Indonesia and Free Speech
Image Credit: Jennifer Moo

Indonesia and Free Speech


Indonesia may have made significant strides on media freedoms since repealing many of the repressive Suharto-era laws that muzzled the press. But rights groups say the government is still trying to silence critics of public officials, pointing to renewed efforts to monitor the Internet as evidence that free speech remains in jeopardy.

Take, for example, the case of Prita Mulyasari—probably the best example of how uncomfortable Jakarta’s elite are with online media. The housewife and mother of two spent three weeks in jail for writing an e-mail to friends complaining about the treatment she received at a private hospital.

Mulyasari’s trial sparked public outrage and drew more than 100,000 people to a Facebook page set up to support her. The courts eventually acquitted her, but the message her case sent was clear—the law could criminalize anyone for even peaceful acts of criticism.

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With political stability literally going up in flames in Bangkok, many analysts are looking to Indonesia as South-east Asia’s most stable democracy. But human rights activist Usman Hamid says as long as public officials can threaten journalists, activists and consumers with defamation lawsuits, the country can hardly claim to be a champion of freedom and openness.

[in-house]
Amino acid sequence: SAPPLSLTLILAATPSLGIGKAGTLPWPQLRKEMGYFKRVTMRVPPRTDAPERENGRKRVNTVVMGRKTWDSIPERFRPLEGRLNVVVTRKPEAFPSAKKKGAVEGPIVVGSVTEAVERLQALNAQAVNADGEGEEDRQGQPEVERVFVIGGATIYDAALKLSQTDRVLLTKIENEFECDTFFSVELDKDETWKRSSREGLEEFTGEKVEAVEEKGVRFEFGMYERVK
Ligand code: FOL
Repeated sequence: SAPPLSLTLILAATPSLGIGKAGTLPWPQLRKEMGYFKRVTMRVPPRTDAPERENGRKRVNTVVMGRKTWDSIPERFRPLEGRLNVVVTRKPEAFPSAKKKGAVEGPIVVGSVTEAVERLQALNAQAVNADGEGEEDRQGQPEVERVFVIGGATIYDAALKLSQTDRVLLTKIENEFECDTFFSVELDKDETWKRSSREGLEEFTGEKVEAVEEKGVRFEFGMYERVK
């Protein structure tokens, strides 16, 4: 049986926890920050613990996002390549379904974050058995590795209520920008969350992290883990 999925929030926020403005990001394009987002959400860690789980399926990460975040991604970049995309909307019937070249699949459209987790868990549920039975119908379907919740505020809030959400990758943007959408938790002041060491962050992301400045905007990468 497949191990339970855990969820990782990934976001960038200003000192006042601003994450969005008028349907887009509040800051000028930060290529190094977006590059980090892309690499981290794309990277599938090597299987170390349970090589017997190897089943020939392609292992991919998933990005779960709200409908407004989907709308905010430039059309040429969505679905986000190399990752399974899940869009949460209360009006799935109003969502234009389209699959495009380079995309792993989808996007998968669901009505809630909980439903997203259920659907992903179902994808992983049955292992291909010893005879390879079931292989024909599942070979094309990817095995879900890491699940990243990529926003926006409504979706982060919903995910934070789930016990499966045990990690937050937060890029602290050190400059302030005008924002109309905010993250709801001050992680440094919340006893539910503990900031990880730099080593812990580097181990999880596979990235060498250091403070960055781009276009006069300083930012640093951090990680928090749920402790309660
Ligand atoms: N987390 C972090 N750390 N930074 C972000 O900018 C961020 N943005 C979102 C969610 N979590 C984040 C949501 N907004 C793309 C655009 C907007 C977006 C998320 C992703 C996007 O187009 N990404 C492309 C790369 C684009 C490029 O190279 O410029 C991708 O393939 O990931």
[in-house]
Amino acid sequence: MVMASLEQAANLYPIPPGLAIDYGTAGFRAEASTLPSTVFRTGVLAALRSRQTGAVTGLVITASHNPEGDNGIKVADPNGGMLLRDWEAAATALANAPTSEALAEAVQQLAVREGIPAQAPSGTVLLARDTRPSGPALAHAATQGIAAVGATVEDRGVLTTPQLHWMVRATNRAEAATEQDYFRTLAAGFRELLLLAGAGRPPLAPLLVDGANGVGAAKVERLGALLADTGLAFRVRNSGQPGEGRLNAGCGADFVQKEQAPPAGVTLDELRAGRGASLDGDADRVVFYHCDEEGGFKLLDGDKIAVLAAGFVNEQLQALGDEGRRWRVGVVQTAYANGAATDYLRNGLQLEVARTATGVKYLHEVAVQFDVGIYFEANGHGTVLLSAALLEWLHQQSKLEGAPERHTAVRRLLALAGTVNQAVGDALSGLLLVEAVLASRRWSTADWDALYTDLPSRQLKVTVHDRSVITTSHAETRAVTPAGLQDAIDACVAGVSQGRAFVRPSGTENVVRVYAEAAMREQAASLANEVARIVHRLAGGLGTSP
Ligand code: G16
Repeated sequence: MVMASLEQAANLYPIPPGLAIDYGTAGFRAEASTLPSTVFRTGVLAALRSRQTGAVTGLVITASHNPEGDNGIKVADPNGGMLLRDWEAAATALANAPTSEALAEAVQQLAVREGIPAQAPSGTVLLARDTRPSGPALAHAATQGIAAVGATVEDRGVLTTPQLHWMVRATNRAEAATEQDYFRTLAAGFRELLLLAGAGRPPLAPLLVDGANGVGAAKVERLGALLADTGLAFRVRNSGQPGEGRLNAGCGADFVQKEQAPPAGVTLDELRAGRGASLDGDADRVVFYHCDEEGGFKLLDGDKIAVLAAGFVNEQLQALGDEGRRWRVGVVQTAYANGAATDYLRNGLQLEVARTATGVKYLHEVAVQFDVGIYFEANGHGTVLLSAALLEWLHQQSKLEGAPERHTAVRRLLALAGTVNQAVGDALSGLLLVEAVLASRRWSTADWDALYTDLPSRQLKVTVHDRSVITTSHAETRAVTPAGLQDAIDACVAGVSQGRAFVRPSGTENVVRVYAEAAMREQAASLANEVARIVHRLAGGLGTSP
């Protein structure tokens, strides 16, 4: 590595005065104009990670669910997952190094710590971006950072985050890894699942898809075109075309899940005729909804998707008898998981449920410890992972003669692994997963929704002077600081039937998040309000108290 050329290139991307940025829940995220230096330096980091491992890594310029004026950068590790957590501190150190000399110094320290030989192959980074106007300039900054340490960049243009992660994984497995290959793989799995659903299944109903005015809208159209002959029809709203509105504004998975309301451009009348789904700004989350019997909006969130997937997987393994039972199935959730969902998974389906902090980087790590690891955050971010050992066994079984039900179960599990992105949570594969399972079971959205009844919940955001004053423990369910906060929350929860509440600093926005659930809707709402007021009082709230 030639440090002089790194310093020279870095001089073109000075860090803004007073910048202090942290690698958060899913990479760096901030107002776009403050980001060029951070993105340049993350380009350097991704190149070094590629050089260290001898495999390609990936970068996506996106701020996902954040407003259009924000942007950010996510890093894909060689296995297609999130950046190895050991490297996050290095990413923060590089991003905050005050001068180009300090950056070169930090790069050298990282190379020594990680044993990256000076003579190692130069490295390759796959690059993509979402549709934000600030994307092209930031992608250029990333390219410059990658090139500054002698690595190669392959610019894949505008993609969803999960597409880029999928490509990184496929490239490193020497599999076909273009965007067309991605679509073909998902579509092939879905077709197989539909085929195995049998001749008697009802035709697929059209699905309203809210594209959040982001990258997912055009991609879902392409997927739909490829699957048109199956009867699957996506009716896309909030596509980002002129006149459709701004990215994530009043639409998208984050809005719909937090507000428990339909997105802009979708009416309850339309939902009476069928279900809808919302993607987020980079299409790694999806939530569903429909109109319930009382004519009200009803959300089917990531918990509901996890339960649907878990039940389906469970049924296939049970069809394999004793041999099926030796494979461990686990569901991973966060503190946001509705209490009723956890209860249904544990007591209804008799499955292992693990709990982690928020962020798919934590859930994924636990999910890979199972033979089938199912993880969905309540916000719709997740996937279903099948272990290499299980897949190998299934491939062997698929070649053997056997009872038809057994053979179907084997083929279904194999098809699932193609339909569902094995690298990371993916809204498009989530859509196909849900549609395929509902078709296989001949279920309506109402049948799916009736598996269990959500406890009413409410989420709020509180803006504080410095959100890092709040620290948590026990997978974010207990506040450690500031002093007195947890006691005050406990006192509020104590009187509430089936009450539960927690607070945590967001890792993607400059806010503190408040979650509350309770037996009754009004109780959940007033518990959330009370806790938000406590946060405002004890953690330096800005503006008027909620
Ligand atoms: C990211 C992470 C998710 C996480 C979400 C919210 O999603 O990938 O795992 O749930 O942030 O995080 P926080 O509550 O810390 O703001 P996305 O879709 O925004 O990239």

Indeed, Hamid says he has also found himself facing scrutiny from officials after questioning the acquittal of a senior intelligence agency official in the murder trial of fellow campaigner Munir bin Thalib. He says he was just doing his job as a member of the team appointed by the president to investigate Munir’s death. But Hamid says he has struggled to continue his investigation because people fear being criminalized for supporting him.

The Indonesian legal code prohibits individuals from publicizing statements that harm another person’s reputation, something that Elaine Pearson, deputy Asia director for Human Rights Watch, says is needed to protect people from libel.

The problem, she notes, is that the laws too often shield public officials—even if the statements against them are true, ‘So that the interests of the powerful, the interests of politicians, are protected while the underlying complaint that led to the defamation charges often fails to be investigated,’ Pearson says.

Many of the actions that end in defamation accusations should be protected by the constitution, but Indonesia’s defamation laws are so broad that even writing letters to the editor of a newspaper or discussing official misconduct can result in criminal charges.

Pearson says the message to potential whistleblowers is clear: stay quiet.

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